It is clear that Def Leppard had yet to refine their signature sound when they recorded their debut LP, On Through the Night. The album, which contains songs then described as “working-class hard rock anthems” are raw and energetic and was produced in a way which is a little short of professional, but this may be part of the overall charm. Led by the duo guitarists of Steve Clark and Peter Willis, the young group showed some hard rock and heavy metal sophistication as well as an advanced knack for composing hooks.
Def Leppard grew out of a band called Atomic Mass, featuring Willis and bassist Rick Savage. In 1977, 18-year-old Joe Elliott successfully auditioned for the band and brought with him the name “Deaf Leopard”, which he had envisioned as a band name through his school days. Clark joined the band in early 1978 and later that year, while recording their first EP of original music, then-15-year-old Rick Allen joined the group as its permanent drummer, rounding out the quintet.
That EP actually sold well in the U.K., fueled by the song “Getcha Rocks Off”, which got some healthy airtime on the BBC, and the band developed a loyal following in the British hard rock and heavy metal scene. This led to a major record deal in 1979 and the production of On Through the Night late in that year. Produced by Tom Allom, the album is split between re-recorded versions of the group’s previous single, EP tracks and a handful of newly written songs.
On Through the Night by Def Leppard
|Released: March 14, 1980 (Mercury)
Produced by: Tom Allom
Recorded: Startling Studios, Ascot, England, December 1979
|Side One||Side Two|
Sorrow Is a Woman
It Could Be You
Walls Came Tumbling Down
It Don’t Matter
Answer to the Master
|Joe Elliott – Lead Vocals
Steve Clark – Guitars
Peter Willis – Guitars
Rick Savage – Bass
Rick Allen – Drums
“Rock Brigade” starts the album with the energy of a cross between Aerosmith and early Rush, a very seventies vibe for this group that would become synonymous with eighties rock. Driven by the double guitar crunch of Clark and Willis, the song features plenty of slight sound effects to enhance the otherwise solid rock song. Where the opener is a cool rocker, “Hello America” seems overtly tacky during the naked opening vocal chorus, but is otherwise pretty heavy and upbeat with some well placed synth effects in the chorus by session man Chris M. Hughes.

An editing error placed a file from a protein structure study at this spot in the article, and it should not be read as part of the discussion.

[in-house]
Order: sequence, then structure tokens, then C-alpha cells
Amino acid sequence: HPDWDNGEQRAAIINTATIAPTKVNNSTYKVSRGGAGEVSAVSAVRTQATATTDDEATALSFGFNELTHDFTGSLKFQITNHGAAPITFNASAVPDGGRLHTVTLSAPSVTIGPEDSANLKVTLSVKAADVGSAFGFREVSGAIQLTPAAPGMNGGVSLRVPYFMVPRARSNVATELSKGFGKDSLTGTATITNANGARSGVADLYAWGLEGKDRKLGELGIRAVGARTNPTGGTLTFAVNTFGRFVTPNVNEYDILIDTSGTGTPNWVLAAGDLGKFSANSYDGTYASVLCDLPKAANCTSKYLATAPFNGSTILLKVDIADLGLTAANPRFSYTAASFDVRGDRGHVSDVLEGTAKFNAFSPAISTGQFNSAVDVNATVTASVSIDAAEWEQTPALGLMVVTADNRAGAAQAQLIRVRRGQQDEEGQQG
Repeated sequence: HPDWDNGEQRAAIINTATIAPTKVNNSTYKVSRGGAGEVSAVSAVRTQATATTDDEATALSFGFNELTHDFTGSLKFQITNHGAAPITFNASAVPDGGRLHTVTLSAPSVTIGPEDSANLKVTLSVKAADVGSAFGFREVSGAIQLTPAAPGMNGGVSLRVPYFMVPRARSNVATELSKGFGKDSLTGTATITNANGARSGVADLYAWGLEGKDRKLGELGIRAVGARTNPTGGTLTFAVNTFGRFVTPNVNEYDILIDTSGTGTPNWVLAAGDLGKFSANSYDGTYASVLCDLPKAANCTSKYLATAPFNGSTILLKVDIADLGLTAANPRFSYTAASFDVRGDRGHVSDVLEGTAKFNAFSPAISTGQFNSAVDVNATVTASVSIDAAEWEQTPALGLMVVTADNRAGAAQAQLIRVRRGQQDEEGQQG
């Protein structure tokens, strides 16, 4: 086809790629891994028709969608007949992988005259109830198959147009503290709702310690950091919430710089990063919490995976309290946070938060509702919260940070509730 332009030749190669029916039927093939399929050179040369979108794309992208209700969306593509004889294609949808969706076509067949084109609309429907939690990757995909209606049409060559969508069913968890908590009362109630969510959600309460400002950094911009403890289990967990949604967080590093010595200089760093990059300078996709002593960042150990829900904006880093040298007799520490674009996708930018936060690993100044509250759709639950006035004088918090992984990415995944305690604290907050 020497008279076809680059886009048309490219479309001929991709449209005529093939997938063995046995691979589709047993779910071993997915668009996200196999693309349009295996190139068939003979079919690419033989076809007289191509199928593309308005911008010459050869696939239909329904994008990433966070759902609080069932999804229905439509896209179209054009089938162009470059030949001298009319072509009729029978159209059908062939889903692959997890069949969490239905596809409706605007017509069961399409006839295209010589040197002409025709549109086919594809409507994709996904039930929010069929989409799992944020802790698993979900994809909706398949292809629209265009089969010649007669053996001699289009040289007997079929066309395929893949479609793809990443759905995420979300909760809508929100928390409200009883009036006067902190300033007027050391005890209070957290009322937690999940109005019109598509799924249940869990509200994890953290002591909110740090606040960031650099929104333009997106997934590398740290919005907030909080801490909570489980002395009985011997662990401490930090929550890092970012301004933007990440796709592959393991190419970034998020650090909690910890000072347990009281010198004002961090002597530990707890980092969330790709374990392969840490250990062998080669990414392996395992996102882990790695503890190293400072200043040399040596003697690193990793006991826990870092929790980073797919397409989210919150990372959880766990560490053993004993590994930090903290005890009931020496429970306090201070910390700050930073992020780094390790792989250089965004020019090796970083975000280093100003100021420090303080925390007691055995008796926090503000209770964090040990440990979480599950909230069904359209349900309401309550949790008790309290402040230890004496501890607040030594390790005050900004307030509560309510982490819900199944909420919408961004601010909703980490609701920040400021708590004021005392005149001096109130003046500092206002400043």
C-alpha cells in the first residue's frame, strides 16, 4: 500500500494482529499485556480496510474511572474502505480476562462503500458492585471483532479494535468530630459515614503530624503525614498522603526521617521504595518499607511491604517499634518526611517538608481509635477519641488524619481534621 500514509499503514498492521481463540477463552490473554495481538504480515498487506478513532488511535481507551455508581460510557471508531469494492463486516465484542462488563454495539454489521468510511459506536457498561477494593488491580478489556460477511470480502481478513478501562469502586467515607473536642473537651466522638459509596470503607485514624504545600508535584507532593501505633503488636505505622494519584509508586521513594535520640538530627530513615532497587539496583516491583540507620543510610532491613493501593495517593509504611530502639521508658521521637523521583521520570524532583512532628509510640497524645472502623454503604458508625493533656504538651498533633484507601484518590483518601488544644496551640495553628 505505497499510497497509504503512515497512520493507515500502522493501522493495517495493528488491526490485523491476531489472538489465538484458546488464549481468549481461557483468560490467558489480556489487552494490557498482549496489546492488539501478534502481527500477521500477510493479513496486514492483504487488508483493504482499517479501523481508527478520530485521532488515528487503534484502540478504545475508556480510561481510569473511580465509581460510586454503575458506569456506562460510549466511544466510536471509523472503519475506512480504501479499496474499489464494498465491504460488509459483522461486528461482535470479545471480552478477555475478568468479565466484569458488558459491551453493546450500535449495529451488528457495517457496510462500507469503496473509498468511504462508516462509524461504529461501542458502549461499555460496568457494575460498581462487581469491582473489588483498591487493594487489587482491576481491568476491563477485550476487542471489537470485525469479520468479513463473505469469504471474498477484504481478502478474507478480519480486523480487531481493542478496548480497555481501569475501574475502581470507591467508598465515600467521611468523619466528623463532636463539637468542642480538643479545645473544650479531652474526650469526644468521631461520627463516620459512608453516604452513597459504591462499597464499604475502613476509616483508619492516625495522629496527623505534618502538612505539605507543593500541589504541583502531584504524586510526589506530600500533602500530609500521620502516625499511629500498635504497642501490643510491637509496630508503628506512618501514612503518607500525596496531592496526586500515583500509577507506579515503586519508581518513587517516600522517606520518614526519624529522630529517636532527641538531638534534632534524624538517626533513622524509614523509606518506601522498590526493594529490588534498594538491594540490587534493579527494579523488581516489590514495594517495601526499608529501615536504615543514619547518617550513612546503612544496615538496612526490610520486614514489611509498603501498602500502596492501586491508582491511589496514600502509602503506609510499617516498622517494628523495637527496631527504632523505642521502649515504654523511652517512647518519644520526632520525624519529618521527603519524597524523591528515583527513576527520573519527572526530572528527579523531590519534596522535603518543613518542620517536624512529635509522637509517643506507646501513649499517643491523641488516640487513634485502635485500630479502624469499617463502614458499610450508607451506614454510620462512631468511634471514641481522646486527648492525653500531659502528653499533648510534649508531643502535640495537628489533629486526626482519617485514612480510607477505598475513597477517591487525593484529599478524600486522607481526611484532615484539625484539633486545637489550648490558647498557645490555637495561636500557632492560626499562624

“Sorrow Is a Woman” is the best song on the album. it starts with a solid and dramatic rock phrase which gives way to the reserved, almost jazzy verse sections with well-picked guitars and fantastic bass by Savage. After a calm and moody first and second chorus, the song launches into a heavy and extended, multi-part bridge with traded and harmonized guitar licks and leads. “It Could Be You” is a heavy blues rocker by Willis with a frenzied feel and nearly as frenzied vocals by Elliot, making this the closest to heavy metal on the first side.
“Satellite” is a bit darker and more murky than the previous tracks and the song tries too hard to be relevant, though it is entertaining enough. The first side finishes with “When the Walls Came Tumbling Down”, a song with an epic feel due to the theatrical beginning with spoken narration by guest Dave Cousins of the UK band the Strawbs. The English feel is interrupted by a riff and rudiment rock section which shows that this young band can actually jam pretty well.
On the second side of On Through the Night, Def Leppard starts to sound like eighties hair band that they would ultimately become. “Wasted” is almost comically simple in its approach and repetition, but it is the one song which remained from this album in the band’s repo ire through their superstar years. “Rocks Off” is an updated version of the band’s 1978 radio hit, and is another straight-forward rocker, this time laced with faux crowd noise at various points. The music is tight on this latter track as the duo guitars shine atop the fast and potent rhythm lead by the exquisite timing of drummer Allen, especially during the extended jam which closes the song. “It Don’t Matter” is upbeat with great bluesy guitars in the intro and solo section with well-timed and executed rock riffing during the verses and some chorus chanting, while “Answer to the Master” takes a turn towards the “darker” heavy metal themes floating through other groups at the time.
And with this message that I bring to you / A beacon of light to see you through / For time is on our side
Def Leppard’s first album ends with a nod to the past, with the a hard prog rock epic “Overture”. Starting with an acoustic arpeggio and a folkish, melodic vibe through the opening two minutes, the track breaks into an electric rock shuffle during the next phase, with poetic lyrics and subtle melody by Elliot. Next, the song goes through some riff-based sections to bridge it back full circle to the opening section with nearly identical lyrics.
Although On Through the Night was a not a huge commercial success upon release, the album was eventually certified platinum by the end of the decade it ushered in. More importantly, it caught the ear of famed producer “Mutt” Lange, who refined the band’s sound on their second album, High ‘n’ Dry in 1981. This led to further success as Def Leppard quickly climbed to the top of the hard rock world.
Part of Classic Rock Review’s celebration of the 35th anniversary of 1980 albums.